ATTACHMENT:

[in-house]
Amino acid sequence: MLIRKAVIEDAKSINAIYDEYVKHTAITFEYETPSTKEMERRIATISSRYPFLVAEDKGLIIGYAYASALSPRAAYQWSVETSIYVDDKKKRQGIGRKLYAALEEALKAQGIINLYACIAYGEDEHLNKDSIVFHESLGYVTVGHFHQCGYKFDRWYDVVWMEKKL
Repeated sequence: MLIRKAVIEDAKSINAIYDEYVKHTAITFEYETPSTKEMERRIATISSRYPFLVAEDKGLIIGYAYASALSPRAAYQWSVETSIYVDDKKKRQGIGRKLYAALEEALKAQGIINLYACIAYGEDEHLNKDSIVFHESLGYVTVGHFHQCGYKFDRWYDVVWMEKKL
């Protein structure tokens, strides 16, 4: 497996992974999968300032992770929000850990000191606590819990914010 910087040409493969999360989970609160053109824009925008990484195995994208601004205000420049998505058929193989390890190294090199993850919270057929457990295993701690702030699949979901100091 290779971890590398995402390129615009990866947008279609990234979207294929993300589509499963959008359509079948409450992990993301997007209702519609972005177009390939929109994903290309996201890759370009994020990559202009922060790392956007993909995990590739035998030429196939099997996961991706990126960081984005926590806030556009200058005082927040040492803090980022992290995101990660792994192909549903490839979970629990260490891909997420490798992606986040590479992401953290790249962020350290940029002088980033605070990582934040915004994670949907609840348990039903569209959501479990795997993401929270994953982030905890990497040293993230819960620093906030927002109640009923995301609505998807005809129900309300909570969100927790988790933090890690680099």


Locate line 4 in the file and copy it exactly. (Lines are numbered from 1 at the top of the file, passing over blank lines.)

């Protein structure tokens, strides 16, 4: 497996992974999968300032992770929000850990000191606590819990914010 910087040409493969999360989970609160053109824009925008990484195995994208601004205000420049998505058929193989390890190294090199993850919270057929457990295993701690702030699949979901100091 290779971890590398995402390129615009990866947008279609990234979207294929993300589509499963959008359509079948409450992990993301997007209702519609972005177009390939929109994903290309996201890759370009994020990559202009922060790392956007993909995990590739035998030429196939099997996961991706990126960081984005926590806030556009200058005082927040040492803090980022992290995101990660792994192909549903490839979970629990260490891909997420490798992606986040590479992401953290790249962020350290940029002088980033605070990582934040915004994670949907609840348990039903569209959501479990795997993401929270994953982030905890990497040293993230819960620093906030927002109640009923995301609505998807005809129900309300909570969100927790988790933090890690680099």